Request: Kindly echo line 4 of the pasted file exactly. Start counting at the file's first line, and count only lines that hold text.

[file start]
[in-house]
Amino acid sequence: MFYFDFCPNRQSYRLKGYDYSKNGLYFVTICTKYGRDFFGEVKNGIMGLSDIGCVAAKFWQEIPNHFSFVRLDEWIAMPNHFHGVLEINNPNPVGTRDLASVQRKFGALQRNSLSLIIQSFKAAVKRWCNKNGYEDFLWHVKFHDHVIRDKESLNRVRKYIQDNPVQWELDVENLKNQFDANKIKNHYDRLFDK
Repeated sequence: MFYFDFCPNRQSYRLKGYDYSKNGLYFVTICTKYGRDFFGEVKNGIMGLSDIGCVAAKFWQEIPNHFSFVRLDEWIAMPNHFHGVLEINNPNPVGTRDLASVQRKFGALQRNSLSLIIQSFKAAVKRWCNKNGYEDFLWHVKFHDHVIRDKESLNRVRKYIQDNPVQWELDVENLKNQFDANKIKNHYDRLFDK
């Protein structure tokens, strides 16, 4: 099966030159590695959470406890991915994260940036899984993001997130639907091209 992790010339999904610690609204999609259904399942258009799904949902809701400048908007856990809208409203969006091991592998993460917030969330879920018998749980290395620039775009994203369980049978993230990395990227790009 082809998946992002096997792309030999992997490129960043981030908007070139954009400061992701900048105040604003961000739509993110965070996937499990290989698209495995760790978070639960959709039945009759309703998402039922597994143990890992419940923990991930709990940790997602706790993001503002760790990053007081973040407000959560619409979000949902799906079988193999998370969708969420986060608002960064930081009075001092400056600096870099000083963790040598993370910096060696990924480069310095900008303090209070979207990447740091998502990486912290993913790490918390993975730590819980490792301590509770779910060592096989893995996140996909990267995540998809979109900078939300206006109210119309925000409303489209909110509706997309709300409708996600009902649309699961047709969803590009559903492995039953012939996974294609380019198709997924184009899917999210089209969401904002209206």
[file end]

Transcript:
């Protein structure tokens, strides 16, 4: 099966030159590695959470406890991915994260940036899984993001997130639907091209 992790010339999904610690609204999609259904399942258009799904949902809701400048908007856990809208409203969006091991592998993460917030969330879920018998749980290395620039775009994203369980049978993230990395990227790009 082809998946992002096997792309030999992997490129960043981030908007070139954009400061992701900048105040604003961000739509993110965070996937499990290989698209495995760790978070639960959709039945009759309703998402039922597994143990890992419940923990991930709990940790997602706790993001503002760790990053007081973040407000959560619409979000949902799906079988193999998370969708969420986060608002960064930081009075001092400056600096870099000083963790040598993370910096060696990924480069310095900008303090209070979207990447740091998502990486912290993913790490918390993975730590819980490792301590509770779910060592096989893995996140996909990267995540998809979109900078939300206006109210119309925000409303489209909110509706997309709300409708996600009902649309699961047709969803590009559903492995039953012939996974294609380019198709997924184009899917999210089209969401904002209206």